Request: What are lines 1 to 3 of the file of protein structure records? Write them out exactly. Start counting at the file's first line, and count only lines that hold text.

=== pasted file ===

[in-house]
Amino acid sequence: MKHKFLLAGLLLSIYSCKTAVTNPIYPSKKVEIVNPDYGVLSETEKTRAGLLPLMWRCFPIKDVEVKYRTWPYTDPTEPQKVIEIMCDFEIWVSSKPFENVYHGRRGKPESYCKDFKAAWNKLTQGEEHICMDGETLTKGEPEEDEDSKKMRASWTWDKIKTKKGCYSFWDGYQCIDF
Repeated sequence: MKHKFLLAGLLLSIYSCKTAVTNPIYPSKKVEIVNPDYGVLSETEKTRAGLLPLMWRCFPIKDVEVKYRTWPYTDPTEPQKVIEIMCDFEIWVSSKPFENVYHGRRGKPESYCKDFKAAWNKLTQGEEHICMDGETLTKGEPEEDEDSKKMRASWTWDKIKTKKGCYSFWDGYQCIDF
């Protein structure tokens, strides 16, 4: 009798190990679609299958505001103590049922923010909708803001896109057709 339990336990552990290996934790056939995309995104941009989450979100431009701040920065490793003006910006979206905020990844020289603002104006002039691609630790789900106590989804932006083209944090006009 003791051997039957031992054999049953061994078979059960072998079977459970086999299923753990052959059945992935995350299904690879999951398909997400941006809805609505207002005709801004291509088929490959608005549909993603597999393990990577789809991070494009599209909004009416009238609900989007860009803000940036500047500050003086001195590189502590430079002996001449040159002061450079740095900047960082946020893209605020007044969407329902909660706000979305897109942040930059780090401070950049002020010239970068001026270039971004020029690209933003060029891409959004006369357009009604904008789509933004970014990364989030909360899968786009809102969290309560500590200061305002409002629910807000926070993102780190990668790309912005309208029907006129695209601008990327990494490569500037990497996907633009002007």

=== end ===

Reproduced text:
[in-house]
Amino acid sequence: MKHKFLLAGLLLSIYSCKTAVTNPIYPSKKVEIVNPDYGVLSETEKTRAGLLPLMWRCFPIKDVEVKYRTWPYTDPTEPQKVIEIMCDFEIWVSSKPFENVYHGRRGKPESYCKDFKAAWNKLTQGEEHICMDGETLTKGEPEEDEDSKKMRASWTWDKIKTKKGCYSFWDGYQCIDF
Repeated sequence: MKHKFLLAGLLLSIYSCKTAVTNPIYPSKKVEIVNPDYGVLSETEKTRAGLLPLMWRCFPIKDVEVKYRTWPYTDPTEPQKVIEIMCDFEIWVSSKPFENVYHGRRGKPESYCKDFKAAWNKLTQGEEHICMDGETLTKGEPEEDEDSKKMRASWTWDKIKTKKGCYSFWDGYQCIDF